The difficulties have included:
- Finding the proper academic journal and academic group to publish my study, which does not easily fit established disciplines and norms
- Language (English and Tagalog)
- Writing skills
- Time, as the project is big and surpasses my current capacities.

{ Q7 }

Which books do you recommend for
young scholars and why?


For my area of study, I recommend the books I mention above. Why?

Proper study and comprehension of these authors (Marx, Gramsci, Foucault, Fanon, Freire, and Gonzalez-Casanova) provides the foundations for more than 80 percent of the critical studies in our contemporary time. With these foundations, there is limitless potential to go beyond. Criticize them or use them as a platform to go to next levels.

I also recommend The End of the Cognitive Empire by Boaventura de Sousa Santos (2018), as an introduction to scenarios that go with and go beyond the above-mentioned authors and books.

{ Q8 }

Please give us your short remark for some people who
wish to become scholars.


Don’t do this for money or job position.

{ Q9 }

Please tell us your future ambitions.


I have goals rather than ambitions. They are:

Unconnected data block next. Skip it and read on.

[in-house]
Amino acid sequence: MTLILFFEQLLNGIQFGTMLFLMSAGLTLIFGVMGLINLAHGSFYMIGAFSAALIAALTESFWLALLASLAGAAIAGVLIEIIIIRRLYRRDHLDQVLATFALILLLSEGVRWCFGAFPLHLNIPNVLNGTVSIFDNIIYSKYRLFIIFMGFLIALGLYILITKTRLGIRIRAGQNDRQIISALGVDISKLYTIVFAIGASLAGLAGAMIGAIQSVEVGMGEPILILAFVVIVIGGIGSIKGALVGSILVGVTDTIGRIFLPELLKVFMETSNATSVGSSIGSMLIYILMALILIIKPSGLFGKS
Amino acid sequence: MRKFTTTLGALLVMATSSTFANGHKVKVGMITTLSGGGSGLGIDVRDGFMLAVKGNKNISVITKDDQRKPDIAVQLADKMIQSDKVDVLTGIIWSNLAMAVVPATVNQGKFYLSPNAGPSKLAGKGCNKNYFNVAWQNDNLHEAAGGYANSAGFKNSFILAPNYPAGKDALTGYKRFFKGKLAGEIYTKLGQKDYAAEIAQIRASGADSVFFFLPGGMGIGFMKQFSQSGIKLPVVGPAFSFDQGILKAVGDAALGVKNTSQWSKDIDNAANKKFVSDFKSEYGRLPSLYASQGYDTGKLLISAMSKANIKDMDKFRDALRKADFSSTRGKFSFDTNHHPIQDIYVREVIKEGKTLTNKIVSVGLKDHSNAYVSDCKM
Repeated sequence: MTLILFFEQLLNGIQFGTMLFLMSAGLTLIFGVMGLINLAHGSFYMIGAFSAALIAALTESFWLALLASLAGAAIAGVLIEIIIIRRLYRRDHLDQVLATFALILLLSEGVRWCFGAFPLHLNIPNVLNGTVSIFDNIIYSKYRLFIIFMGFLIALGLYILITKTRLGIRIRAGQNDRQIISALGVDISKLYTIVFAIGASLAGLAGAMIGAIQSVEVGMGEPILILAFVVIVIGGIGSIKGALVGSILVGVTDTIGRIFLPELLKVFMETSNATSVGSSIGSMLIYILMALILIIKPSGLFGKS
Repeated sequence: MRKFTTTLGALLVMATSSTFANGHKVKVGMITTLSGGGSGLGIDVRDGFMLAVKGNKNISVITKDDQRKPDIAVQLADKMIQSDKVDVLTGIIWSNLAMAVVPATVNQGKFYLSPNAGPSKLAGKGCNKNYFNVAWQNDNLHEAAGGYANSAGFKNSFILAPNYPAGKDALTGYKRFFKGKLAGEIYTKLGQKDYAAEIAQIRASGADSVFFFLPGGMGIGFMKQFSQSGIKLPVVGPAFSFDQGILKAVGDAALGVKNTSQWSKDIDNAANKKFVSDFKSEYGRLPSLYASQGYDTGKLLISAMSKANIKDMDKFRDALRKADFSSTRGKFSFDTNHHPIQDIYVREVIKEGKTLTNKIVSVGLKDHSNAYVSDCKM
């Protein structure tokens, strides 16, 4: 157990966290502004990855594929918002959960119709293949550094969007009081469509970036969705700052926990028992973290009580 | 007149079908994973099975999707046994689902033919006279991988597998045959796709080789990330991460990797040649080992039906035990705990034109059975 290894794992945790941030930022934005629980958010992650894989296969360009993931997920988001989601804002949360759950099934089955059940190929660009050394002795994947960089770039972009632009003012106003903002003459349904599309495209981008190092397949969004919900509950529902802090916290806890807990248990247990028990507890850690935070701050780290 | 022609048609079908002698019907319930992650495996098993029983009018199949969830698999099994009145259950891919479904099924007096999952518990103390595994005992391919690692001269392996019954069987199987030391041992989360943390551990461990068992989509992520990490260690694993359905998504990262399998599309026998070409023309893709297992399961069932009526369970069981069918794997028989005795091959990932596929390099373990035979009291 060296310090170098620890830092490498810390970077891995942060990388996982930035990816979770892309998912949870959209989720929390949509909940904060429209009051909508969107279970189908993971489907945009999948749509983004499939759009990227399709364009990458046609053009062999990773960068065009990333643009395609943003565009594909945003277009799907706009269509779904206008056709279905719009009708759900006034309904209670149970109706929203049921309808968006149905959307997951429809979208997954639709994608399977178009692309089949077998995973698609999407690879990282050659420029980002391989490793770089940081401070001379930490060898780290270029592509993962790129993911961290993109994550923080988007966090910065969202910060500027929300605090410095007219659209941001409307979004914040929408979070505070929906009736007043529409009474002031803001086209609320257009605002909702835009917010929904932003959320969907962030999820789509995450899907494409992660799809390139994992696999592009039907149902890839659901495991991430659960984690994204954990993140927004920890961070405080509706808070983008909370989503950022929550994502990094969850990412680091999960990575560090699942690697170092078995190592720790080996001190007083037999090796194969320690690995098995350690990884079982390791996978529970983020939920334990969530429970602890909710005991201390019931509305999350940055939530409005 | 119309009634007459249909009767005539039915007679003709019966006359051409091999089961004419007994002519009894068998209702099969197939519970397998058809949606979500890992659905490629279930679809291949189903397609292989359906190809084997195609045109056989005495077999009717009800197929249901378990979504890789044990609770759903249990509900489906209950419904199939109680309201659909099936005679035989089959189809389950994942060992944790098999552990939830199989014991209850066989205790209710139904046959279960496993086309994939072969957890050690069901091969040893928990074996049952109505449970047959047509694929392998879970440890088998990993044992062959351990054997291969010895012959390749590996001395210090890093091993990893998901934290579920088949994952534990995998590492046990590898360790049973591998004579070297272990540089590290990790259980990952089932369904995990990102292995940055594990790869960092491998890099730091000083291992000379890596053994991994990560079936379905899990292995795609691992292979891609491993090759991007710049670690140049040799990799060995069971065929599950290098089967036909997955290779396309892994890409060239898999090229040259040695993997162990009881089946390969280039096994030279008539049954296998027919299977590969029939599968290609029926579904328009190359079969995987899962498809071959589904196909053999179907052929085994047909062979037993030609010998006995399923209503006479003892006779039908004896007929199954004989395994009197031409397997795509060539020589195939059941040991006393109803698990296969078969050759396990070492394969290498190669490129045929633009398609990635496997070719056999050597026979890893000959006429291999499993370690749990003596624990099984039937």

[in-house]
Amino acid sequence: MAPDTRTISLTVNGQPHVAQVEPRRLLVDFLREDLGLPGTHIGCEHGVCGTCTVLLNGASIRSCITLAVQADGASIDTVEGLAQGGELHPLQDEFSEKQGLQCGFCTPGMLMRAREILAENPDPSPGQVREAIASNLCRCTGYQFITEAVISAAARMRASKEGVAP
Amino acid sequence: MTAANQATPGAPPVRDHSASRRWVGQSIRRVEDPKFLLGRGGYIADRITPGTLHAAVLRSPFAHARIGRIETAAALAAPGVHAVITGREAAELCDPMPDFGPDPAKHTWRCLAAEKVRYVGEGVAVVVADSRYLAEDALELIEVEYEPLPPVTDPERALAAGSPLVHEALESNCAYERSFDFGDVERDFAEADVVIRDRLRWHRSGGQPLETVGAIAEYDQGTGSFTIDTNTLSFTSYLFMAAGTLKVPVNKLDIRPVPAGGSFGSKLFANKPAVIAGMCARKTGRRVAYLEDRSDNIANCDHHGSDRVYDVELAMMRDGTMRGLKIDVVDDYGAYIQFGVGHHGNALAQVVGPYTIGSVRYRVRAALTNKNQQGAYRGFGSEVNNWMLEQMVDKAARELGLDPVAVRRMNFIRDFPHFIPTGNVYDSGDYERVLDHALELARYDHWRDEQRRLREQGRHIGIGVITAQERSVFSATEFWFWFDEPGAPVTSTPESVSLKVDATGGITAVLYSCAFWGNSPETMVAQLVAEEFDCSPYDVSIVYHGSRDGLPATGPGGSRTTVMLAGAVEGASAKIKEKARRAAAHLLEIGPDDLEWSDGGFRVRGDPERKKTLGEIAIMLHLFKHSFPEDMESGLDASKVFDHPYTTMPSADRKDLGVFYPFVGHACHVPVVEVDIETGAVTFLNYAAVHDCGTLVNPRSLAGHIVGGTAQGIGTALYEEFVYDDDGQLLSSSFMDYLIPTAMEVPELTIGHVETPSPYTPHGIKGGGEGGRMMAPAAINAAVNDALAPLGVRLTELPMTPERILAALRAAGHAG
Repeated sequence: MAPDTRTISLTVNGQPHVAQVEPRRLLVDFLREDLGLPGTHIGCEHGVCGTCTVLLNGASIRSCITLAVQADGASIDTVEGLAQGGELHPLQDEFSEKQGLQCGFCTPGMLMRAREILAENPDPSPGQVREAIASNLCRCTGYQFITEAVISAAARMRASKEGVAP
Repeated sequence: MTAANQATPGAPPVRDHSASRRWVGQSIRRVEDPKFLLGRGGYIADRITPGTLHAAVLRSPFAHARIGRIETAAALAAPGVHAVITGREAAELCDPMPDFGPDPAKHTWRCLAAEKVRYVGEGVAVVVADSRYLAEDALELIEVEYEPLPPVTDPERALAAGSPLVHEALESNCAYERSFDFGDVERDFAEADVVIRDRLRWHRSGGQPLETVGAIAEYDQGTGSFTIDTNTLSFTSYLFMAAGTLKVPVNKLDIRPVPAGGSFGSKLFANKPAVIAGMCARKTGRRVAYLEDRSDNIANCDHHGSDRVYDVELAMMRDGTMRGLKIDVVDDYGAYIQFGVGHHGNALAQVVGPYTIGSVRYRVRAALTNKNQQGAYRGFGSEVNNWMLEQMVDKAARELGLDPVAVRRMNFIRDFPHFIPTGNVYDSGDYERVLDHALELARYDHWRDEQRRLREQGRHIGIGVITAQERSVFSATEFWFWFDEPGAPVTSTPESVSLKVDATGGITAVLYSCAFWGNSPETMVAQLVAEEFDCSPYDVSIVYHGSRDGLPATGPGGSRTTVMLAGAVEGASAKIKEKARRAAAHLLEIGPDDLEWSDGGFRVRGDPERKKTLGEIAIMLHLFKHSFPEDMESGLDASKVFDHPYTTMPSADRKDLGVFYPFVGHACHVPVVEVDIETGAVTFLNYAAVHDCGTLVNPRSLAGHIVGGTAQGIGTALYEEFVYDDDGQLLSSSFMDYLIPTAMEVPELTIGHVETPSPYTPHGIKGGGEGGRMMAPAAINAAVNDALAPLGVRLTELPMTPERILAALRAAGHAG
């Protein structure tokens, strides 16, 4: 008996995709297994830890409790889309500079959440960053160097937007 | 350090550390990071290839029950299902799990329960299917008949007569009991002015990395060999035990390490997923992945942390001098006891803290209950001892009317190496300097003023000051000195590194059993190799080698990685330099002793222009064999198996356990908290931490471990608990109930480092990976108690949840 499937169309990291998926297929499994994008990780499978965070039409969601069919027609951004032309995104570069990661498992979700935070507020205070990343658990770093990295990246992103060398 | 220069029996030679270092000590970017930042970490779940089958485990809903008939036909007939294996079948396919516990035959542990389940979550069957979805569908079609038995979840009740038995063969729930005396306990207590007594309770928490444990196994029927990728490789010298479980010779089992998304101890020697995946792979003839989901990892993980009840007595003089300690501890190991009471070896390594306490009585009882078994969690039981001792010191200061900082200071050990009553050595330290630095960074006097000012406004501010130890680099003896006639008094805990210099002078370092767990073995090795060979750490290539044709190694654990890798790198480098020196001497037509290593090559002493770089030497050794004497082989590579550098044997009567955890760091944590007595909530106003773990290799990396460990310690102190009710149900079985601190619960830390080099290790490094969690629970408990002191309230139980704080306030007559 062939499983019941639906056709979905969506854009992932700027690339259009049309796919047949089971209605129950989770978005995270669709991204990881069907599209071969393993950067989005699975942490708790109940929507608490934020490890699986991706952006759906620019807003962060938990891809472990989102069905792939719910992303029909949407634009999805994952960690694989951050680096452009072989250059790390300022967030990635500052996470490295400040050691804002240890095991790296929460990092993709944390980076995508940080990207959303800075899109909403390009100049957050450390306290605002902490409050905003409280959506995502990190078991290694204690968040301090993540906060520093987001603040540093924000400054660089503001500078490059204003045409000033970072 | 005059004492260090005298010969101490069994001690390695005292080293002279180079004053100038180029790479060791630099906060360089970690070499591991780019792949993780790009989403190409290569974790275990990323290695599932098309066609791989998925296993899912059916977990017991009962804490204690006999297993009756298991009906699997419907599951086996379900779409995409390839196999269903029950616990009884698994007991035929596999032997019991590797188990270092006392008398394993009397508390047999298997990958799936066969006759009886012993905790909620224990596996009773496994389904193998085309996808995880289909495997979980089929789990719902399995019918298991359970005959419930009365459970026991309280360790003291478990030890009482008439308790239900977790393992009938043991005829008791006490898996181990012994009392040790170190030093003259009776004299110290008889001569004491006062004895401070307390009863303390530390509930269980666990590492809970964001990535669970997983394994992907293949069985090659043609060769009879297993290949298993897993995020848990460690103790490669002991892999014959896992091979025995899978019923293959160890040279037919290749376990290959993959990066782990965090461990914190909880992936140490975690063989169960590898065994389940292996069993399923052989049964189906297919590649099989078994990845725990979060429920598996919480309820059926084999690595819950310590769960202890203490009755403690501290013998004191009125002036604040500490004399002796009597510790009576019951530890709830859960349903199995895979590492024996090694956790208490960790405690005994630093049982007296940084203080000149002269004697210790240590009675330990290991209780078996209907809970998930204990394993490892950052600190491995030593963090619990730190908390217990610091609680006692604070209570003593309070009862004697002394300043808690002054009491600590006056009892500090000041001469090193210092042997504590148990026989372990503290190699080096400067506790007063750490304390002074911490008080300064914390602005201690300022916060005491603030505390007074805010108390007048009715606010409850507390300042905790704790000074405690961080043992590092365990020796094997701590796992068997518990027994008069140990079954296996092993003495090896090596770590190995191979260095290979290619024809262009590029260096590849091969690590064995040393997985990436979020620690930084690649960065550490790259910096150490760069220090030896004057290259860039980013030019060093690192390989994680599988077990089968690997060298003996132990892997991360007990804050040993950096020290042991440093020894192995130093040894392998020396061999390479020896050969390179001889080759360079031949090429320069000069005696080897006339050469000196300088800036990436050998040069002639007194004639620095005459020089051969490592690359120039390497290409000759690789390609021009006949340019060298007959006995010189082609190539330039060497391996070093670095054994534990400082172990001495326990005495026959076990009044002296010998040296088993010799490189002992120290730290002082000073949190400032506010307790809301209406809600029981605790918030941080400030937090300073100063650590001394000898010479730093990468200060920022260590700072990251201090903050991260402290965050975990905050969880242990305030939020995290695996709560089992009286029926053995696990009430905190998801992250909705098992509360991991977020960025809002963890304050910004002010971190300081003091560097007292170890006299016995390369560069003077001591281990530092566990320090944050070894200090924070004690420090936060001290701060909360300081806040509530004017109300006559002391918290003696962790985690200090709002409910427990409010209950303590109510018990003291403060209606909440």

In the short term (1 to 3 years):

1)  Publish the results of my research, including a book and 3-5 papers about eating, cooking, and retailing of packaged food, using the data about Manila and Mexico City that I have obtained in 2021 and complementing this with the data I gathered during my doctoral research.

2)  Find a way to continue as an academic, either as a lecturer, researcher, or assistant professor in Political Economy and/or related critical social sciences.
Long term (More than 20 years ahead):

-   To create a new academic program in the social sciences with the support of a small group of students in Japan, the Philippines, and Mexico, or an unpretentious mirror of what Ruy Mario Marini did in Brazil, Chile, and in Mexico.


(March 9, 2022)


1. Corporate Packaged Food (CPF) is a category of knowledge that I developed during my doctoral research to integrate analysis of food and beverages that are packaged, bottled, and canned by corporations. Food and beverages that display a brand name on the package are considered CPF. Condiments, oils, and fats may be included if they are packaged and bear the brand name of the companies. Beer and fast food are excluded, although the latter is sometimes packaged for take-out.

Guest Research Associate / JSPS Postdoctoral Fellow, CSEAS

RUIZ TAFOYA, Heriberto